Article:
We made an introductory tutorial explaining vehicle to everything. There are 2 different favours of V2X as shown in this tweet below

One is based on IEEE 802.11p (802.11bd in future). It is known by different names, DSRC, ITS-G5, etc. The other is the cellular V2X or C-V2X. It started as basic D2D but has evolved over the time. The slides and video are embedded below but this topic will need revisiting with more details.

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Tuesday, 30 June 2020

A Look into 5G Virtual/Open RAN - Part 6: Inter-gNB CU Handover involving Xn

In previous blog posts I have discussed intra-gNB-DU handover and inter-gNB-DU handover scenarios.Now it is time to look at inter-gNB-CU handover that uses the Xn interface.

At the RRC protocol layer there will be the measurement setups and measurement reports as in the intra-gNB handover cases. And F1AP UE Context Setup and Release Procedures are identical with the ones discussed for inter-gNB-DU handover. Only the cause values are expected to be different, e.g. "successful handover".

Thus, I do not want to  focus here on la adder diagram call flow (that is by the way very well described in 3GPP 38.401, chapter 8.9.4), but invite you to have a look at a "big picture" that you see below.

(click image to enlarge)

What characterizes the inter-gNB handover is the transfer of the UE RRC/NGAP context form the source gNB-CU to the target gNB-CU. When the Xn interface is available to connect two neighbor gNBs this context transfer is executed using the XnAP Handover Preparation procedure. The Initiating Message of this procedure transfers the UE context parameters to the target gNB-CU. Then embedded in the Successful Outcome message the handover command is sent in return to the source gNB-CU that forwards it to the UE. In addition a temporary user plane transport tunnel for the purpose of data forwarding is established and later on released on the Xn user plane interface.

Once the UE performed the handover on the radio interface all the transport tunnels for the payload transmission need to be switched from the old gNB to the new one. This includes the tunnel to the UPF that is managed by the NGAP. Thus, the target gNB-CU starts the NGAP Path Switch procedure.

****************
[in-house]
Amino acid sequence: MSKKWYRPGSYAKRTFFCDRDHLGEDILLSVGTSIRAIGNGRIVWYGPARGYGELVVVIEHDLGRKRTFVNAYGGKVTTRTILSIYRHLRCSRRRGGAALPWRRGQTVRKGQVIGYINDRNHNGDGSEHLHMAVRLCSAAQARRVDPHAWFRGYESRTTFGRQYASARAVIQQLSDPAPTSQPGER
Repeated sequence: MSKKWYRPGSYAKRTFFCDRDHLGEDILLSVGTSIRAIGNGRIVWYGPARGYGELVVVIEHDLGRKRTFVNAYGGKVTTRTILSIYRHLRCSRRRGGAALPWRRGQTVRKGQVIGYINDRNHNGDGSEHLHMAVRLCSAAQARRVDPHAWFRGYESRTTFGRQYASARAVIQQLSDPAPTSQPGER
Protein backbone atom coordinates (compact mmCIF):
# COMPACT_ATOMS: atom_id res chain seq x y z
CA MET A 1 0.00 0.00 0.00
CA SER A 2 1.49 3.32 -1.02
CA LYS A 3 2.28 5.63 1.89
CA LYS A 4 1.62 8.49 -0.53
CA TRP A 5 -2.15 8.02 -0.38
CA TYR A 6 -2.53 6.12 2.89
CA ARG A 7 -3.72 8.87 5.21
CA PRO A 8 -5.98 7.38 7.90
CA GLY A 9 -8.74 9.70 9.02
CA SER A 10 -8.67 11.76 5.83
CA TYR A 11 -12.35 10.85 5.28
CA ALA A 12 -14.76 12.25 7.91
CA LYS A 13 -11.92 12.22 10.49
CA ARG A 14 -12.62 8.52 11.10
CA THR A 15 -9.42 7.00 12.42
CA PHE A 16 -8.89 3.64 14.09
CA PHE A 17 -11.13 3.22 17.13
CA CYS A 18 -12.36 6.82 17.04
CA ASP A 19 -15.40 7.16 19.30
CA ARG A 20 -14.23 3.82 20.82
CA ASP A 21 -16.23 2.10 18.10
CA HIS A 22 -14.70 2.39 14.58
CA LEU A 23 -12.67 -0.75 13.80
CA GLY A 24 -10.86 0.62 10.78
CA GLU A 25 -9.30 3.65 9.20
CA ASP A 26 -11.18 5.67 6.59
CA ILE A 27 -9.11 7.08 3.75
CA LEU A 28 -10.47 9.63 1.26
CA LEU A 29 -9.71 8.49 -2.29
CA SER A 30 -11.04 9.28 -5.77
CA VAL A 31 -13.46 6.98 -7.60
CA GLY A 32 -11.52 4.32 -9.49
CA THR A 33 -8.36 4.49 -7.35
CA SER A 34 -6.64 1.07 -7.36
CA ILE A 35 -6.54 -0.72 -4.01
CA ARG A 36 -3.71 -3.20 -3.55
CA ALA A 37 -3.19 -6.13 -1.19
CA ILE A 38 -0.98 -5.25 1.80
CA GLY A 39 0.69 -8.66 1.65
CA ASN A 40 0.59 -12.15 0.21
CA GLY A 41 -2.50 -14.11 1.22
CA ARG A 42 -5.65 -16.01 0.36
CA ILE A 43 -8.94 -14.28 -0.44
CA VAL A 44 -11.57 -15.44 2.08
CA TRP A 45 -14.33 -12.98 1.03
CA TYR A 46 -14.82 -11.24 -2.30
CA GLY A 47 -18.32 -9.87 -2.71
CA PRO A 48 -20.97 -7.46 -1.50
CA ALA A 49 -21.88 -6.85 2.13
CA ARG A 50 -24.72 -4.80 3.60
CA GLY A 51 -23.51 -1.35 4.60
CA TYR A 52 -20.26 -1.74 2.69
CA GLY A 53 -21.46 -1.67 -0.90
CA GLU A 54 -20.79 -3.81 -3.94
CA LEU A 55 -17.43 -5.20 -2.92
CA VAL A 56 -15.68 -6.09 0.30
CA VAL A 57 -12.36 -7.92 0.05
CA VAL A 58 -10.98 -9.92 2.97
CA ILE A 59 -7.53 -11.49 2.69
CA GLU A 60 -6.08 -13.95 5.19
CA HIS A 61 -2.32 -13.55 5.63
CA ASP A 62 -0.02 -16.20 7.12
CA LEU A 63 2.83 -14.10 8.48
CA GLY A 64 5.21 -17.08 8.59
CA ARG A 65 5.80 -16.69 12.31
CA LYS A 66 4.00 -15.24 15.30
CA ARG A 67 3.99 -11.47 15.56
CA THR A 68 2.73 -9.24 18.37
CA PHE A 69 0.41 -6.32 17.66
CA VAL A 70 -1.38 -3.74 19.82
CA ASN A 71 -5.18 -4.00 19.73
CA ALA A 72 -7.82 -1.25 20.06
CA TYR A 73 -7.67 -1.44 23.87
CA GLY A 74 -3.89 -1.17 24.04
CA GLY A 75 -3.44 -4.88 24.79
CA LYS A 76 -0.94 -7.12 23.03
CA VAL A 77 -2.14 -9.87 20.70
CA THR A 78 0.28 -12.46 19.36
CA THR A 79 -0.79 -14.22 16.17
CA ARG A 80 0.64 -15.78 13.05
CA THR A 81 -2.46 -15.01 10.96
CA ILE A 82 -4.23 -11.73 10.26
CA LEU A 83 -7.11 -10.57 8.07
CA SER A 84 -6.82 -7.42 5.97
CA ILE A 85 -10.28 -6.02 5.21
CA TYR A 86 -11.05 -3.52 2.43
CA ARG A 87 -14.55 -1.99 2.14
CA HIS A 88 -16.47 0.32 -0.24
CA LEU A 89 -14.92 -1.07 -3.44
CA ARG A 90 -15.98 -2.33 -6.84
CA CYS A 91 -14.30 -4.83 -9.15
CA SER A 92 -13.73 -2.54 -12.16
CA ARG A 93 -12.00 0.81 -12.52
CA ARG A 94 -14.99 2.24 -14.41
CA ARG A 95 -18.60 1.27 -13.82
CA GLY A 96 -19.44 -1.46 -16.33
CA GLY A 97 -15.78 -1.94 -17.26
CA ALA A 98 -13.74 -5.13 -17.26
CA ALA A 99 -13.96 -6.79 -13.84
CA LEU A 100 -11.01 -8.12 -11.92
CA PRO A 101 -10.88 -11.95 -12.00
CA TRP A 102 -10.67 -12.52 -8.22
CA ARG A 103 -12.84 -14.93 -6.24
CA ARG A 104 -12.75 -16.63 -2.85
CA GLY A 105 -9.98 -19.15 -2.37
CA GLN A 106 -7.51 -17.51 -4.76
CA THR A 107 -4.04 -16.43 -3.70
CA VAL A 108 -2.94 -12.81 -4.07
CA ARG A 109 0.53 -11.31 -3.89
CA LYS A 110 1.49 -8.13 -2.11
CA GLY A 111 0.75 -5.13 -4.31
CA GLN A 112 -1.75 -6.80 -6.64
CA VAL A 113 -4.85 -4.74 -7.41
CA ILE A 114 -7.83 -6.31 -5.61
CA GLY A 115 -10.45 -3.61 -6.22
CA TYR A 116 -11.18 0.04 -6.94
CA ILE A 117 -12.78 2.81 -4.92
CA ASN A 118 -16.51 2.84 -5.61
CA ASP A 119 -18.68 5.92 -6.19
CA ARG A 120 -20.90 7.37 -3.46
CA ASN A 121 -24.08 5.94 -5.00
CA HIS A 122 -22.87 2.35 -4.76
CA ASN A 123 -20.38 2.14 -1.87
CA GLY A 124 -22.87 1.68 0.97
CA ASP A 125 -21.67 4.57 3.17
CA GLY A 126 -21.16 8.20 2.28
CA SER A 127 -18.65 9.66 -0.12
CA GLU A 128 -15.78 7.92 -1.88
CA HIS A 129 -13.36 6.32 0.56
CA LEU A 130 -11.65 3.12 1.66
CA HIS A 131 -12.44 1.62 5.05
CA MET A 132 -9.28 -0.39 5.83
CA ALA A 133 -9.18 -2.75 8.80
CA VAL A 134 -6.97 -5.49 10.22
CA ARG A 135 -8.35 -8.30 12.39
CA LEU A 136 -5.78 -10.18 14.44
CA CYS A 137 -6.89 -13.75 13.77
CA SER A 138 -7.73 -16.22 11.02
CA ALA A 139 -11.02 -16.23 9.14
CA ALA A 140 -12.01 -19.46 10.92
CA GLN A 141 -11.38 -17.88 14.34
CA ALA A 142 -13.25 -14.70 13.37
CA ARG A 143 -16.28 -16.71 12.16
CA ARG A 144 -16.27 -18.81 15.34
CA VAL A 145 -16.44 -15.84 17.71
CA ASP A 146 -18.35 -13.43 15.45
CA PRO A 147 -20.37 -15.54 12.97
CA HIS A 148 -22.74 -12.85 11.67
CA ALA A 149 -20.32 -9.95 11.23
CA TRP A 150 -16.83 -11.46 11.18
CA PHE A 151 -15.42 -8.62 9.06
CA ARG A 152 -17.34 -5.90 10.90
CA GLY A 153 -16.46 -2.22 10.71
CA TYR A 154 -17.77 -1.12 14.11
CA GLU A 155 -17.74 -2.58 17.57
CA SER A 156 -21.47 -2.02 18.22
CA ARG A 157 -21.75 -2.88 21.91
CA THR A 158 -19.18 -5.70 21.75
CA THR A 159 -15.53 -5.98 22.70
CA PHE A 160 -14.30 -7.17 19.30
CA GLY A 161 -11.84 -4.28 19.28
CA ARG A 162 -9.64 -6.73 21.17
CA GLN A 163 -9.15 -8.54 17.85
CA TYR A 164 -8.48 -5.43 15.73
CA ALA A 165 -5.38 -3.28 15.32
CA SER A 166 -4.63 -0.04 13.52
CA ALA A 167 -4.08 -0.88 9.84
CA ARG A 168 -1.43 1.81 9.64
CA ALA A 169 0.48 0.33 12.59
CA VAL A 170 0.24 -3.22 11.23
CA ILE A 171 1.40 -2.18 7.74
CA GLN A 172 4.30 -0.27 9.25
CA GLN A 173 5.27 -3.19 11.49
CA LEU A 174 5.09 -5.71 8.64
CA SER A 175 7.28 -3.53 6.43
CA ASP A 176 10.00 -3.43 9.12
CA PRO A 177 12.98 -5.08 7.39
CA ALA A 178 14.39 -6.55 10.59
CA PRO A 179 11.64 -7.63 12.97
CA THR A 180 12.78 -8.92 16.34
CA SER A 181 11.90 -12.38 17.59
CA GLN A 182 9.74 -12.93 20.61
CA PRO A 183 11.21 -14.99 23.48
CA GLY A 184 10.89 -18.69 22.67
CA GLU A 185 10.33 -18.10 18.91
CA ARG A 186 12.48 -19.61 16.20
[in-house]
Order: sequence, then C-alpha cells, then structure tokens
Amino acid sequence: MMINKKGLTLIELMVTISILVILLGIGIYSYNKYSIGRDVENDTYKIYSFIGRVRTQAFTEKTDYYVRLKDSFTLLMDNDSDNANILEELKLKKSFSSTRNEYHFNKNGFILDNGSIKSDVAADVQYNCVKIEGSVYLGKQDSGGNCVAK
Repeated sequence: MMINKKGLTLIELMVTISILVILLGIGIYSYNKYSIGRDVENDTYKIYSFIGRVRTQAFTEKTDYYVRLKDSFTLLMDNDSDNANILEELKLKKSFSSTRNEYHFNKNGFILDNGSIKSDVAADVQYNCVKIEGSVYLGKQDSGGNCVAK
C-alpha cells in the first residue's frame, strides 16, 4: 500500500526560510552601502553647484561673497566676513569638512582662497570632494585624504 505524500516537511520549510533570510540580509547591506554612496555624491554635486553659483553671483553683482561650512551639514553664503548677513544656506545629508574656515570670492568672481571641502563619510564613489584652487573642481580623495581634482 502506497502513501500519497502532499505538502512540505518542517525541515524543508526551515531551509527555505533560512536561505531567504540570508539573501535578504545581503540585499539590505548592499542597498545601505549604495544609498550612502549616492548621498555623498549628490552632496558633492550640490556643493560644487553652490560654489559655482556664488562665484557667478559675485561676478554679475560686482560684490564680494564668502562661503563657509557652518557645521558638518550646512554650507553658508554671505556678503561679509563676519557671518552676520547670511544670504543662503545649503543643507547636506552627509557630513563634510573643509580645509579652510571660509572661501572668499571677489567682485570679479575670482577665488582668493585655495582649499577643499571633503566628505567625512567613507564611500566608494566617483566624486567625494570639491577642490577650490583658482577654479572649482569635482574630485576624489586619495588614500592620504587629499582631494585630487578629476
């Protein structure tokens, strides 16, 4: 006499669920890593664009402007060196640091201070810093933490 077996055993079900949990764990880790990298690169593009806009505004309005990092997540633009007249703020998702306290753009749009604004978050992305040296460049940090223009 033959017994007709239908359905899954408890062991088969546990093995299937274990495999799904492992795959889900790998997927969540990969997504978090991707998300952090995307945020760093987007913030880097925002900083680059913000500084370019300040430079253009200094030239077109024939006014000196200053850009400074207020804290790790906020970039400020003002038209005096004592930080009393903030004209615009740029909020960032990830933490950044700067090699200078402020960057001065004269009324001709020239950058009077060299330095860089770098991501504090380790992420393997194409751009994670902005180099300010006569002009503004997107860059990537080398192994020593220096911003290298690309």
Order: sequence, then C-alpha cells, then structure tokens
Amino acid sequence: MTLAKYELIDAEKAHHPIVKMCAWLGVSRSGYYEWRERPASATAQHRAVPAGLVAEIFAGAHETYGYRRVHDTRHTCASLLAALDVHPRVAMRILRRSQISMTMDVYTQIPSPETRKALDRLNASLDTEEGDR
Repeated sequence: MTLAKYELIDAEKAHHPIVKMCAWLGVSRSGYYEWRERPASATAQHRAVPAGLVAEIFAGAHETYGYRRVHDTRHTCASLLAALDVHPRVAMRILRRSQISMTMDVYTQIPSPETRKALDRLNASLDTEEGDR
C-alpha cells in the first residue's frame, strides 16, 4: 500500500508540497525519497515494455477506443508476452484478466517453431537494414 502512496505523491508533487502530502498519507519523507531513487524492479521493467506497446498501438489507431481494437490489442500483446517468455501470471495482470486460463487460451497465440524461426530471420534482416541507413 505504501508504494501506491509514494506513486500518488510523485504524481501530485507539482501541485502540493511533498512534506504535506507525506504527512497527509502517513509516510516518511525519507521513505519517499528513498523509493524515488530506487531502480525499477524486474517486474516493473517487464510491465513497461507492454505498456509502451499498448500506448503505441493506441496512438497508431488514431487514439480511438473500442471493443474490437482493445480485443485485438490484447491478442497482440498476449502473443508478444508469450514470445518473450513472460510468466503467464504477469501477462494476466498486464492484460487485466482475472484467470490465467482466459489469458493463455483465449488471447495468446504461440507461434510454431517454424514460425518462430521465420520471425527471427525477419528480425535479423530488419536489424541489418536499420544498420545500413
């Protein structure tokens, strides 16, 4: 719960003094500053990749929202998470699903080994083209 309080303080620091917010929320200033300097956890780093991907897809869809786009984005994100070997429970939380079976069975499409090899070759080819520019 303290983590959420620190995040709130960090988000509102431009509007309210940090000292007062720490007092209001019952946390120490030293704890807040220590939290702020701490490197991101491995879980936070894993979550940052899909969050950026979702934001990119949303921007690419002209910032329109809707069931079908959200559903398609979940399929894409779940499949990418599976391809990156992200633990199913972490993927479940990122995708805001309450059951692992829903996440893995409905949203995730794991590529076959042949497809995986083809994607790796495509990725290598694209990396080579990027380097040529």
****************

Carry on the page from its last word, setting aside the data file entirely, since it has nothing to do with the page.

In the target gNB environment it is necessary to establish a new F1AP UE context, new E1AP Bearer Context and new F1-U payload transport tunnel. All this happens BEFORE the Handover Command is sent to the source gNB/UE. And once there is an indication that the handover is completed all the radio and transport resources controlled by the source gNB will be released.

So the figure above looks complicated, but actually the underlying logic of context/data forwarding, radio resource allocation and transport tunnel switching is quite simple.

Special note: In case there is no Xn interface available the UE context/handover information can be transmitted using NGAP Handover Preparation procedure on the source side of the connection and NGAP Handover Resource Allocation procedure on the target side of the connection.

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Tuesday, 23 June 2020

Comparison Layer 2 Measurements LTE vs. 5G NR

Yesterday (2020-06-22) 3GPP uploaded the version 1.0 of TS 38.314 "Layer 2 Measurements" for 5G New Radio Rel. 16.

I was wondering about the difference compared to the same LTE standard defined in 3GPP TS 36.314.

The initial look at the table of contents shows significantly less measurements in the NR spec, but a new counter for the number of stored inactive UE contexts. This is due to the introduction of RRC Inactive state in NR RRC specified in 3GPP TS 38.331)

All other differences in the NR standard are related to chapter number "Other measurements defined in TS 28.552".

Here one finds the references to Data Volume, Average Throughput Measurement per UE and DRB as well as PRB usage measurements.

Adding these additional measurements to the list we see in the table of contents it emerges that indeed the number of stored inactive UE contexts is the only major difference in comparison with the LTE standard. 

Monday, 22 June 2020

Carrier Aggregation (CA) and Dual Connectivity (DC)

This topic keeps coming up every few months with either someone asking me for clarifications or someone asking us to make a video. While I don't think I will mange to get round to making a video sometime soon, there are some excellent resources available that should help a new starter. Here they are in an order I think works best

The first resource that I think also works best is this webinar / training from Award Solutions. It covers this topic well and the image at the top of the post is a god summary for someone who already understands the technology.